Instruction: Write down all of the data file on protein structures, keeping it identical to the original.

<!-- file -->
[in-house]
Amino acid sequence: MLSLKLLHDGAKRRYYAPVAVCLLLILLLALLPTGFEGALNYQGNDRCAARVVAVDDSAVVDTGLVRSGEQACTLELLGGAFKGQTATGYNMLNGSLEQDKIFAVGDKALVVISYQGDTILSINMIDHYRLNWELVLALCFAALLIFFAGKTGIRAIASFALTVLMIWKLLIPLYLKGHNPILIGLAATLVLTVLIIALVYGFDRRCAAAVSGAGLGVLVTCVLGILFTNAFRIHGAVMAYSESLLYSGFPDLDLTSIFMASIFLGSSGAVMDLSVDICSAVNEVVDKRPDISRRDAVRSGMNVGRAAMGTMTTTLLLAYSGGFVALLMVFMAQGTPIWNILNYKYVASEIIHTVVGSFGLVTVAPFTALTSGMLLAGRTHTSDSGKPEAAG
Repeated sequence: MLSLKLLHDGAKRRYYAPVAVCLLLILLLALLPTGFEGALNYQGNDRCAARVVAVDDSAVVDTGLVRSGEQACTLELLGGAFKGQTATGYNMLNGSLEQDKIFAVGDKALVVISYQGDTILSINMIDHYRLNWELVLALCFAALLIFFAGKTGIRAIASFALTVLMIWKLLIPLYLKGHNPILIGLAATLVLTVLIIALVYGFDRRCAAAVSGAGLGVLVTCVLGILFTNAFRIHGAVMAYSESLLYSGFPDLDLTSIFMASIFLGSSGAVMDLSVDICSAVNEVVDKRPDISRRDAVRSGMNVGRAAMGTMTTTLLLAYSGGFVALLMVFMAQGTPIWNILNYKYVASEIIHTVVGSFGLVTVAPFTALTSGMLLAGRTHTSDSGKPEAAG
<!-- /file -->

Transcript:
[in-house]
Amino acid sequence: MLSLKLLHDGAKRRYYAPVAVCLLLILLLALLPTGFEGALNYQGNDRCAARVVAVDDSAVVDTGLVRSGEQACTLELLGGAFKGQTATGYNMLNGSLEQDKIFAVGDKALVVISYQGDTILSINMIDHYRLNWELVLALCFAALLIFFAGKTGIRAIASFALTVLMIWKLLIPLYLKGHNPILIGLAATLVLTVLIIALVYGFDRRCAAAVSGAGLGVLVTCVLGILFTNAFRIHGAVMAYSESLLYSGFPDLDLTSIFMASIFLGSSGAVMDLSVDICSAVNEVVDKRPDISRRDAVRSGMNVGRAAMGTMTTTLLLAYSGGFVALLMVFMAQGTPIWNILNYKYVASEIIHTVVGSFGLVTVAPFTALTSGMLLAGRTHTSDSGKPEAAG
Repeated sequence: MLSLKLLHDGAKRRYYAPVAVCLLLILLLALLPTGFEGALNYQGNDRCAARVVAVDDSAVVDTGLVRSGEQACTLELLGGAFKGQTATGYNMLNGSLEQDKIFAVGDKALVVISYQGDTILSINMIDHYRLNWELVLALCFAALLIFFAGKTGIRAIASFALTVLMIWKLLIPLYLKGHNPILIGLAATLVLTVLIIALVYGFDRRCAAAVSGAGLGVLVTCVLGILFTNAFRIHGAVMAYSESLLYSGFPDLDLTSIFMASIFLGSSGAVMDLSVDICSAVNEVVDKRPDISRRDAVRSGMNVGRAAMGTMTTTLLLAYSGGFVALLMVFMAQGTPIWNILNYKYVASEIIHTVVGSFGLVTVAPFTALTSGMLLAGRTHTSDSGKPEAAG